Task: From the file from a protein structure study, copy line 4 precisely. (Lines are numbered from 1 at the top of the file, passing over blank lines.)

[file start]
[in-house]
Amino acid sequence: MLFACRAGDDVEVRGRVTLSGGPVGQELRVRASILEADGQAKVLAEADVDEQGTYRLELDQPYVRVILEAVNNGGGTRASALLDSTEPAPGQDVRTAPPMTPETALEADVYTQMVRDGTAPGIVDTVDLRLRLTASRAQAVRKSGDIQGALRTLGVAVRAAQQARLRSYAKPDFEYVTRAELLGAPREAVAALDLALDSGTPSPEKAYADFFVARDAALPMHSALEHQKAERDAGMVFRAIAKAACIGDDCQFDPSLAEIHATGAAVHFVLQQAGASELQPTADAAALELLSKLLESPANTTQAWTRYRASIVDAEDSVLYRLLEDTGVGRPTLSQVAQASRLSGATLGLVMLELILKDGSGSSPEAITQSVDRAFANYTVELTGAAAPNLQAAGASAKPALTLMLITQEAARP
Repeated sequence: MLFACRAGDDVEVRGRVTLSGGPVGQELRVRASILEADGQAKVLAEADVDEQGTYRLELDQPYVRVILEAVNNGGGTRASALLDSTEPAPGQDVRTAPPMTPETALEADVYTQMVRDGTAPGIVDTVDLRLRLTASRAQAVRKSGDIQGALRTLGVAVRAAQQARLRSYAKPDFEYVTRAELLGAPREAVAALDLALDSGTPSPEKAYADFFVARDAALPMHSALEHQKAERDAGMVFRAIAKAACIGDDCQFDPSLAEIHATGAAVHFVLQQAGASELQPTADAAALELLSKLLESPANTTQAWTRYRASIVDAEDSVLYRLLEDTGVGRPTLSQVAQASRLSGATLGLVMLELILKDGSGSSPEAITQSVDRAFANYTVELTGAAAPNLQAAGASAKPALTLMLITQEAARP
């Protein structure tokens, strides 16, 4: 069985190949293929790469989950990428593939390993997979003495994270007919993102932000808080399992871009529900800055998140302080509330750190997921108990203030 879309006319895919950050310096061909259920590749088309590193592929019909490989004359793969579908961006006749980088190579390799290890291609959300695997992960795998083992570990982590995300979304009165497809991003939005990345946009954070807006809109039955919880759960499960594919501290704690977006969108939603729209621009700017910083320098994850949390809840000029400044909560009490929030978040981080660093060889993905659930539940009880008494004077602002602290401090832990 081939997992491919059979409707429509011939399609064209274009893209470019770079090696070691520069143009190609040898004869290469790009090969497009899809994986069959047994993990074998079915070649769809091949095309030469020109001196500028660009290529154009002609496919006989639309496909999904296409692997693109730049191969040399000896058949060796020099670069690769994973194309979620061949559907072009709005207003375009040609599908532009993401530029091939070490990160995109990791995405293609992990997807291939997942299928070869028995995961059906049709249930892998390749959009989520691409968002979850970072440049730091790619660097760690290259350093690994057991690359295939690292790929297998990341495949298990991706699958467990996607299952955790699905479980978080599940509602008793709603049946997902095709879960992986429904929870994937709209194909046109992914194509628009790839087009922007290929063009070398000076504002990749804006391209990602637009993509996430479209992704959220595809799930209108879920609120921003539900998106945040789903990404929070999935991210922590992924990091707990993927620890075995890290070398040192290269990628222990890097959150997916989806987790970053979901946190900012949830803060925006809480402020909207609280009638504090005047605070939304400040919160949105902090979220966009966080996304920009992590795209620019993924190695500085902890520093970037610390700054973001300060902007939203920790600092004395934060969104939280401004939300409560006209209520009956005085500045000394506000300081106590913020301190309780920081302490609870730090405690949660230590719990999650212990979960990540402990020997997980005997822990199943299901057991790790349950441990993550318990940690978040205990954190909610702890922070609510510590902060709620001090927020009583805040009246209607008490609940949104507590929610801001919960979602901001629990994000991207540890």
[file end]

């Protein structure tokens, strides 16, 4: 069985190949293929790469989950990428593939390993997979003495994270007919993102932000808080399992871009529900800055998140302080509330750190997921108990203030 879309006319895919950050310096061909259920590749088309590193592929019909490989004359793969579908961006006749980088190579390799290890291609959300695997992960795998083992570990982590995300979304009165497809991003939005990345946009954070807006809109039955919880759960499960594919501290704690977006969108939603729209621009700017910083320098994850949390809840000029400044909560009490929030978040981080660093060889993905659930539940009880008494004077602002602290401090832990 081939997992491919059979409707429509011939399609064209274009893209470019770079090696070691520069143009190609040898004869290469790009090969497009899809994986069959047994993990074998079915070649769809091949095309030469020109001196500028660009290529154009002609496919006989639309496909999904296409692997693109730049191969040399000896058949060796020099670069690769994973194309979620061949559907072009709005207003375009040609599908532009993401530029091939070490990160995109990791995405293609992990997807291939997942299928070869028995995961059906049709249930892998390749959009989520691409968002979850970072440049730091790619660097760690290259350093690994057991690359295939690292790929297998990341495949298990991706699958467990996607299952955790699905479980978080599940509602008793709603049946997902095709879960992986429904929870994937709209194909046109992914194509628009790839087009922007290929063009070398000076504002990749804006391209990602637009993509996430479209992704959220595809799930209108879920609120921003539900998106945040789903990404929070999935991210922590992924990091707990993927620890075995890290070398040192290269990628222990890097959150997916989806987790970053979901946190900012949830803060925006809480402020909207609280009638504090005047605070939304400040919160949105902090979220966009966080996304920009992590795209620019993924190695500085902890520093970037610390700054973001300060902007939203920790600092004395934060969104939280401004939300409560006209209520009956005085500045000394506000300081106590913020301190309780920081302490609870730090405690949660230590719990999650212990979960990540402990020997997980005997822990199943299901057991790790349950441990993550318990940690978040205990954190909610702890922070609510510590902060709620001090927020009583805040009246209607008490609940949104507590929610801001919960979602901001629990994000991207540890």